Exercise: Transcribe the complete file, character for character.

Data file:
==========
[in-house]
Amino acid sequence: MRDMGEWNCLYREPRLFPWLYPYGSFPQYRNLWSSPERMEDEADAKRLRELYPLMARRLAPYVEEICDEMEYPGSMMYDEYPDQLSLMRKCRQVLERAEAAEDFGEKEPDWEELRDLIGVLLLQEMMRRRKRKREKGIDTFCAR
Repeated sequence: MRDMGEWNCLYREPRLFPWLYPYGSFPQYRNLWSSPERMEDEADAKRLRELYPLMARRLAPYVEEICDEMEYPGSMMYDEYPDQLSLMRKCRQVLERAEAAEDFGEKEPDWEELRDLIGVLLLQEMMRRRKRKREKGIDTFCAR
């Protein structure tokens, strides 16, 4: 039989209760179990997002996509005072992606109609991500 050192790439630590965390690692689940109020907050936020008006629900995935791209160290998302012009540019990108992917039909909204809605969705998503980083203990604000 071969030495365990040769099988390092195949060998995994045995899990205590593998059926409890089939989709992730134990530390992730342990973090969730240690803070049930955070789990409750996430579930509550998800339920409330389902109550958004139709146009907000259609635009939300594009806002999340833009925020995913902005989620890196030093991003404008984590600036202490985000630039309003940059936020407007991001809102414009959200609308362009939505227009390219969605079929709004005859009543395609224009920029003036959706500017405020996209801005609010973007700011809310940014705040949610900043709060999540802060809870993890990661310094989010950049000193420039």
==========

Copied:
[in-house]
Amino acid sequence: MRDMGEWNCLYREPRLFPWLYPYGSFPQYRNLWSSPERMEDEADAKRLRELYPLMARRLAPYVEEICDEMEYPGSMMYDEYPDQLSLMRKCRQVLERAEAAEDFGEKEPDWEELRDLIGVLLLQEMMRRRKRKREKGIDTFCAR
Repeated sequence: MRDMGEWNCLYREPRLFPWLYPYGSFPQYRNLWSSPERMEDEADAKRLRELYPLMARRLAPYVEEICDEMEYPGSMMYDEYPDQLSLMRKCRQVLERAEAAEDFGEKEPDWEELRDLIGVLLLQEMMRRRKRKREKGIDTFCAR
């Protein structure tokens, strides 16, 4: 039989209760179990997002996509005072992606109609991500 050192790439630590965390690692689940109020907050936020008006629900995935791209160290998302012009540019990108992917039909909204809605969705998503980083203990604000 071969030495365990040769099988390092195949060998995994045995899990205590593998059926409890089939989709992730134990530390992730342990973090969730240690803070049930955070789990409750996430579930509550998800339920409330389902109550958004139709146009907000259609635009939300594009806002999340833009925020995913902005989620890196030093991003404008984590600036202490985000630039309003940059936020407007991001809102414009959200609308362009939505227009390219969605079929709004005859009543395609224009920029003036959706500017405020996209801005609010973007700011809310940014705040949610900043709060999540802060809870993890990661310094989010950049000193420039």